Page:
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Home / India News / Petitioners hail Supreme Court’s ‘watershed’ order for women in Army

Petitioners hail Supreme Court’s ‘watershed’ order for women in Army

The Supreme Court on Monday struck a blow for gender parity in the army, saying that women should be considered for command roles, and that all women officers are entitled to permanent commission.

india Updated: Feb 18, 2020, 03:22 IST
Amrita Madhukalya
Amrita Madhukalya
Hindustan Times, New Delhi
Lt. Col. Seema Singh (2R) and other women army personnel show victory signs with their lawyer Meenakshi Lekhi (C) after the apex court’s decision to apply permanent commission to all women officers in the Indian Army, at Supreme Court, in New Delhi on Monday.
Lt. Col. Seema Singh (2R) and other women army personnel show victory signs with their lawyer Meenakshi Lekhi (C) after the apex court’s decision to apply permanent commission to all women officers in the Indian Army, at Supreme Court, in New Delhi on Monday. (Sanchit Khanna/HT PHOTO)

The Supreme Court ruling on Monday that all women officers are entitled to the permanent commission in the Indian Army concluded a struggle that began in 2003, when the first petitioner, Babita Puniya, a civilian, filed a Public Interest Litigation (PIL) in the Delhi high court. Puniya, now a metropolitan magistrate in Delhi, was then an advocate represented by Rekha Palli, who is now a Delhi high court judge.

Several petitioners joined the crusade, and in 2010, the Delhi high court ruled in their favour.

One of them, Lt Col Seema Singh, who was a Major when she moved court in 2007, said she is happy to still be in the service when the case has come to a conclusion. “I would not call the existing rules discriminatory, but they came in the way of gender equality,” she said on Monday, when the top court also held that women should be considered for command roles.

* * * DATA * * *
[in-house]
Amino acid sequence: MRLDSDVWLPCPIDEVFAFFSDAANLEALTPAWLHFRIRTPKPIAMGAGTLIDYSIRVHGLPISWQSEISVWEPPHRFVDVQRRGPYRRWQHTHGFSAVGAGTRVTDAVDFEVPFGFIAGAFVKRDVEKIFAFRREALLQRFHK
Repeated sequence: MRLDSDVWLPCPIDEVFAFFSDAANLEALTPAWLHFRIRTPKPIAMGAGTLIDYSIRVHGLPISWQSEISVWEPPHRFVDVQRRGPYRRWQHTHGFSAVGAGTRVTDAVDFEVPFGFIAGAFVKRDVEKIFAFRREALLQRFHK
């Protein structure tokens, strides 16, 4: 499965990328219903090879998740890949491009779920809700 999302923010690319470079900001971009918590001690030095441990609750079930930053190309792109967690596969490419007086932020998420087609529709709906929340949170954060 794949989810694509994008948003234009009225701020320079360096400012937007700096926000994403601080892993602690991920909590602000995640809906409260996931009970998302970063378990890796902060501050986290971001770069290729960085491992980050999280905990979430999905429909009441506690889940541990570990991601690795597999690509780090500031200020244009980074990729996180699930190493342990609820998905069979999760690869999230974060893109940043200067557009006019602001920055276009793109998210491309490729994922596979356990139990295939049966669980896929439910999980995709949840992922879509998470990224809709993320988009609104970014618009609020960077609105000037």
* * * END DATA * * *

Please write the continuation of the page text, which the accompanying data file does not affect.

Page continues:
“The army is one of the best organisations to work with. It makes you feel at home,” she added. The order will directly affect 332 women officers serving in the army, and others who join the eligibility ranks in the future.

Another officer, who like Singh was a Major when she filed her petition in 2010, said she was stressed about having to start another career in her late 30s if she would have to retire after 14 years of service without permanent commission.

“After a decade in the army, I was worried about finding a new career which might require a new skill set. Being in the job left us with little time to develop that,” she said, asking not to be named.

She added what hurt more was seeing male officers opt for courses that would help them progress in their careers. “We had no next step. There was a wall ahead of us,” she said. “We were never given any relaxation... we strived to do better than the men. Why were we not given the same rights?” she asked.

Lt Col Sandhya Yadav, who filed her petition in 2008, when she was also a Major, said the fight was for parity, and despite the long struggle, it was worth the wait. “You spend 14 years in service only to be left out in the cold one day. How is that fair?” she asked.

Lawyer Aishwarya Bhatti, who represented over 50 petitioners, said the policy was discriminatory because it left out all serving women officers from command roles, denied permanent commission to women with more than 14 years of service, and was applicable to staff appointments only.

In the petition, Bhatti mentioned Minty Agarwal, a fighter controller of the Indian Air Force who was part of the team that guided Wing Commander Abhinandan Varthaman during the post-Balakot dogfight last February. The combat followed Indian air strikes on a terror camp in Pakistan in retaliation to the Pulwama attack on a Central Reserve Police Force convoy in Jammu & Kashmir.

She also mentioned Major Mitali Madhumita, the first lady officer to receive the Sena Medal for gallantry.

“Minty was a staff appointment, and Madhumita faced a fidayeen [suicide] attack in Kabul,” she said. “This judgement is a watershed moment for women across the world.”

Bhatti said the next goal is to push for combat roles.

Singh was not that sure. “To be practical, combat roles require a special sort of preparedness, and women will need a certain kind of training. If the authorities decide to send us to combat, we are more than ready,” she said.

Yadav said the women, who will be commissioned henceforth, will have a clear path. Singh echoed her sentiments. “The army is the kind of organisation you will fight for and that is why we went to court. It is up to us all now to prove the judgement worthy.”

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